The New York Times published an op-ed written by Steve Jobs' biological sister Mona Simpson Sunday, which revealed the last words of the tech titan before he passed away on Oct. 5. Jobs' final words were two monosyllables repeated three times: OH WOW. OH WOW. OH WOW.
Please read Simpson's eulogy in its entirety here.
Jobs' final words are stirring, what moved him to repeat this phrase three times?
Did Steve have a glimpse into the afterlife? It's not uncommon for those with near-death experiences to perceive a tunnel, or a sense of moving up a staircase or passageway toward a powerful light or border. Those who have lived have even said they encountered beings of light, or other spiritual beings. This would not be surprising, considering Jobs' connection to spirituality through Zen Buddhism.
As the dying see less of this world, some people appear to begin looking into the world to come, says grief expert David Kessler. It's not unusual for the dying to have visions, often of someone who has already passed on.
Did his words arise out of pain? Jobs' death certificate claims he died from respiratory arrest caused by his metastatic pancreas neuroendocrine tumor. In her eulogy, Simpson recalled that Jobs' breathing changed. It became severe, deliberate, purposeful. But prior to his death, Jobs asked for special treatment in his final hours and received it, so it's likely that Jobs received palliative care, or opioids, to numb the pain.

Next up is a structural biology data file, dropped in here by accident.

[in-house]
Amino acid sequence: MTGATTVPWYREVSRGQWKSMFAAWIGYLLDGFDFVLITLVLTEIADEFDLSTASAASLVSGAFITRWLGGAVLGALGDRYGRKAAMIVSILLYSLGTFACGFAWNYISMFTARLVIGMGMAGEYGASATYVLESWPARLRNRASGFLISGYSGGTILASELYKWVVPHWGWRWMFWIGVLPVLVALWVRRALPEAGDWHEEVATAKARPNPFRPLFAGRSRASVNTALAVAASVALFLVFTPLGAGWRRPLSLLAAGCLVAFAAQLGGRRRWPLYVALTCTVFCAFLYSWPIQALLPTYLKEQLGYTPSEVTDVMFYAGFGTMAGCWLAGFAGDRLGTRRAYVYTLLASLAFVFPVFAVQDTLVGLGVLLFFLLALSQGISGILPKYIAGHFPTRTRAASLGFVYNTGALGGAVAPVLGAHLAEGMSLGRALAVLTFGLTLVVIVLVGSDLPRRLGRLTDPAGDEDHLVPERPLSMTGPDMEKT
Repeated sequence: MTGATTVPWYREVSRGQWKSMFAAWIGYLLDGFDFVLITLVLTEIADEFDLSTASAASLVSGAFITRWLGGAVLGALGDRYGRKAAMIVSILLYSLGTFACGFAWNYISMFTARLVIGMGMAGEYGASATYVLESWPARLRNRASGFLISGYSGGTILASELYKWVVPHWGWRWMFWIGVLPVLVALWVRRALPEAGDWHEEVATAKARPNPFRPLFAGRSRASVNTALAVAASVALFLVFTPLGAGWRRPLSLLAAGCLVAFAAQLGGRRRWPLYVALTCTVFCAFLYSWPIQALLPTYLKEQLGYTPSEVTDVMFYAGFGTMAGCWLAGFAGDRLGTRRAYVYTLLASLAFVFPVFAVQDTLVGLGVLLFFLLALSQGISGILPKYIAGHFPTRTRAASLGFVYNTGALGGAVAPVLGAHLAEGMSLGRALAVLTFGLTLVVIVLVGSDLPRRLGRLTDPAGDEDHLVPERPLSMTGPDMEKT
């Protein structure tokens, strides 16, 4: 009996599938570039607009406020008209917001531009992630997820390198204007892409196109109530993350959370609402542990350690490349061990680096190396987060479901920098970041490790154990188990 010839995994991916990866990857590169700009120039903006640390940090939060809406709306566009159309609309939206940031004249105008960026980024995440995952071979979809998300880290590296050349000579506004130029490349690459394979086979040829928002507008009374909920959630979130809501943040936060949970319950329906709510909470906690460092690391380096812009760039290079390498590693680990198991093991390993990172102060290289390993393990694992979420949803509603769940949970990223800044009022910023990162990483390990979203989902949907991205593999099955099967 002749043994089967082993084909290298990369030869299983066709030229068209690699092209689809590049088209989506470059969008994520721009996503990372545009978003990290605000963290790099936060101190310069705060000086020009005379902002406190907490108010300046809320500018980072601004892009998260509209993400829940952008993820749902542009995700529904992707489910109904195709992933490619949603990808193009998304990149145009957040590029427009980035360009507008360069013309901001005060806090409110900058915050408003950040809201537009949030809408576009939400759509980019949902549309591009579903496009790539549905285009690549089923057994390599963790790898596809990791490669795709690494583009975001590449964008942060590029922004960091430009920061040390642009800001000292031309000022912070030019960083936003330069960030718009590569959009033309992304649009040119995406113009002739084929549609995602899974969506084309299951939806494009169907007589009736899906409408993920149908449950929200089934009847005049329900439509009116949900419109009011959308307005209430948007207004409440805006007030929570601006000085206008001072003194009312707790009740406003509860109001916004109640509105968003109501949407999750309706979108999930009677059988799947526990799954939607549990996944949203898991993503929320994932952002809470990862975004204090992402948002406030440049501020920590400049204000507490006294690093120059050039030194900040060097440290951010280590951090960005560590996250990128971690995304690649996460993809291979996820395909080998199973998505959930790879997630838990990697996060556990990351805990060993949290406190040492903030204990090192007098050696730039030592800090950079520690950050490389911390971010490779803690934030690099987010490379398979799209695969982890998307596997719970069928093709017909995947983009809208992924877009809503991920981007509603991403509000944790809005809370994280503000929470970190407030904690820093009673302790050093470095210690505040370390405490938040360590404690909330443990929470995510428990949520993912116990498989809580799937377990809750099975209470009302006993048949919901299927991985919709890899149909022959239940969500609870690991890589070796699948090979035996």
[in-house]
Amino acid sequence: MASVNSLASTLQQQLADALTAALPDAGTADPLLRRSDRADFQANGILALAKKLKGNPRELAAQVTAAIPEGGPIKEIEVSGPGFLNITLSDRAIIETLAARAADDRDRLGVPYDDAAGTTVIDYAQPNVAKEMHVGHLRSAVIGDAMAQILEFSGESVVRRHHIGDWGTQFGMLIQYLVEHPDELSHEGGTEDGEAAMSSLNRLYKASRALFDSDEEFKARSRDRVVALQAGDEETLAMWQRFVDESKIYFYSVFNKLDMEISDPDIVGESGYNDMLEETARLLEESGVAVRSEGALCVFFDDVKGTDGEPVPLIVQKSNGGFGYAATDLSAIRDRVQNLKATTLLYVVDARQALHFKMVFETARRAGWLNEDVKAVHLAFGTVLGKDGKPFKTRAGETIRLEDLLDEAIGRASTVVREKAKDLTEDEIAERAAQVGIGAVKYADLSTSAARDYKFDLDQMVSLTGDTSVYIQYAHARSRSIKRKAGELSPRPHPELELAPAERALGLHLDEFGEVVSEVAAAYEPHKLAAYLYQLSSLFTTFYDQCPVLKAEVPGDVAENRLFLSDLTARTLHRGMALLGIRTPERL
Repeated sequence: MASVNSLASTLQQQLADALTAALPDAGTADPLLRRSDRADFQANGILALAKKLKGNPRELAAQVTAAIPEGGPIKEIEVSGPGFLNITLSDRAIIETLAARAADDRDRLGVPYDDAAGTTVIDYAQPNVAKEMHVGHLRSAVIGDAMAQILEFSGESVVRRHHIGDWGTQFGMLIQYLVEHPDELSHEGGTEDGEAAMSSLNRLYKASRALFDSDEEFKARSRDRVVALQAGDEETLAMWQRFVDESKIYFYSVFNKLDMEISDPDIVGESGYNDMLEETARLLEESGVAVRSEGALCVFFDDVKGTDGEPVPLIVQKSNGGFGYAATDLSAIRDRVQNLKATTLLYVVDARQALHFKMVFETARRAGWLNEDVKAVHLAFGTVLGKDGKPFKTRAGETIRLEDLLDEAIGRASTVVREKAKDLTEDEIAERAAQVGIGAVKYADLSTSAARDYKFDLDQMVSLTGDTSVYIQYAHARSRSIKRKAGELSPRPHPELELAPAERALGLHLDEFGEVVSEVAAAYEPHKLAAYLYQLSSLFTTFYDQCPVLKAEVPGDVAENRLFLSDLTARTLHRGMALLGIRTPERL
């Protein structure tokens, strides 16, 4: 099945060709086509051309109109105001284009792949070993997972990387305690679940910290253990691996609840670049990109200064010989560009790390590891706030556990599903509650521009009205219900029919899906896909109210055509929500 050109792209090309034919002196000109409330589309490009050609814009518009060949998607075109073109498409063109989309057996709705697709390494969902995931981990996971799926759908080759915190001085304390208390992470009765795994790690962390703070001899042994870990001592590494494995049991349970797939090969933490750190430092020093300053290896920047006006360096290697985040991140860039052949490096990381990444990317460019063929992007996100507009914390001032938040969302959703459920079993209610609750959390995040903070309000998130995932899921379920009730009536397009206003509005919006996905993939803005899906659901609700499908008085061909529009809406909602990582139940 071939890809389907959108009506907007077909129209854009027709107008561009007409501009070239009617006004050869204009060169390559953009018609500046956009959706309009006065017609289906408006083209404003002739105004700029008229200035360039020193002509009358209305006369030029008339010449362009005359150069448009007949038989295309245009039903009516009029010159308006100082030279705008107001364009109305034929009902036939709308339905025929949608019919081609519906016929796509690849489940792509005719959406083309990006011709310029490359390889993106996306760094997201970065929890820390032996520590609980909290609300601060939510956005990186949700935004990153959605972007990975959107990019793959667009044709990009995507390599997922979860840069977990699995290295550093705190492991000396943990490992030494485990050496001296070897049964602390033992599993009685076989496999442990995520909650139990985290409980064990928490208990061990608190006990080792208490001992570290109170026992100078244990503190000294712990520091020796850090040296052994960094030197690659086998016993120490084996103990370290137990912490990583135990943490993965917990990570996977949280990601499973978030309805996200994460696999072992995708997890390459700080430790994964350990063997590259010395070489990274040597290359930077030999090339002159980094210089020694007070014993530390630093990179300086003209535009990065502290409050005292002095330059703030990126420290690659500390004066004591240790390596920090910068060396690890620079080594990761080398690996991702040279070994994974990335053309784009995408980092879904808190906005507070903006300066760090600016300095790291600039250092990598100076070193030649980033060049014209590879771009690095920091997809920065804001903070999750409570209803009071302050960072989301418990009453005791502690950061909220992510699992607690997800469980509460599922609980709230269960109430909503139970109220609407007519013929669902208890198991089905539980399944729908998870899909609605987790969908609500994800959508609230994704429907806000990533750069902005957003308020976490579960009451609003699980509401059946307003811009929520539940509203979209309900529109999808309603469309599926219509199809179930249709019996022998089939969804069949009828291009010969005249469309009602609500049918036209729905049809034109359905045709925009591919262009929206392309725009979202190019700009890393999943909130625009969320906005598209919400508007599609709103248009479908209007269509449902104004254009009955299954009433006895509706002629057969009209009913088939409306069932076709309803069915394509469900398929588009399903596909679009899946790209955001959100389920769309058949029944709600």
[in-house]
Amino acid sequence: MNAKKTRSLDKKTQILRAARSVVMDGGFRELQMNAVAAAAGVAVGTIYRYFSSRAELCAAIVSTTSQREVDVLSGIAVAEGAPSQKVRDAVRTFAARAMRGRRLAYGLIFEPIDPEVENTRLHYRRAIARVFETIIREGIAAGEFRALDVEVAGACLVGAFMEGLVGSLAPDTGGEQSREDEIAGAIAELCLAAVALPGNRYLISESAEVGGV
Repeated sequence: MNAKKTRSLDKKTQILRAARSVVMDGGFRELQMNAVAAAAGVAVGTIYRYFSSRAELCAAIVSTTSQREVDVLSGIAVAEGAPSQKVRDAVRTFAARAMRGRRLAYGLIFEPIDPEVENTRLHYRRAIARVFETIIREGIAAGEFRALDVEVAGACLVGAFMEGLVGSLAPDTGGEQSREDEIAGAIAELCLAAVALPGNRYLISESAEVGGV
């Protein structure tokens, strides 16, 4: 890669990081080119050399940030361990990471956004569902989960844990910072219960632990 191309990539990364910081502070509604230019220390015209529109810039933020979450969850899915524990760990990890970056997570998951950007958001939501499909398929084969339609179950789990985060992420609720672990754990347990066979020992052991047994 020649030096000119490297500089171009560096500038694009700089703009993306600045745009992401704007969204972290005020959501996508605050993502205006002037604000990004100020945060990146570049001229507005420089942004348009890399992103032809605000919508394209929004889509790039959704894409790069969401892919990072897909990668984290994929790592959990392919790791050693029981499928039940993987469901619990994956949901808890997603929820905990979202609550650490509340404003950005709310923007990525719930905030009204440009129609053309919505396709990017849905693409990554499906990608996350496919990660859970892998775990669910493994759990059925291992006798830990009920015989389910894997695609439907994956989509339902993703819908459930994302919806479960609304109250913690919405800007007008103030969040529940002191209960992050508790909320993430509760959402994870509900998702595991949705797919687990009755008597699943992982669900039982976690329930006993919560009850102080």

The principle of double effect is used to justify the administration of medication to relieve pain even though it may lead to the unintended, although foreseen, consequence of hastening death by causing respiratory depression, says a paper published by the International Association for Hospice and Palliative Care. Opioids can depress both the rate and depth of respiration.
Some suggest Jobs experienced what many experience in their last moments: Life flashing before their eyes. If this were the case, Jobs would have surely uttered these words if he had a chance to look back at his life's work. From his work life at Apple, NeXT and Pixar, to his family life with his wife and children, Jobs' words may have been the only ones that could truly encapsulate his unbelievable accomplishments.
Simpson believes her brother's last words had something to do with his capacity for wonderment, the artist's belief in the ideal, the still more beautiful later. Maybe Jobs had a glimpse into the world beyond, and was amazed by what he saw. Maybe he was overwhelmed by all of the love in the room, looking from his children, to his wife, to beyond them. Maybe he had one more life-changing idea right before he passed.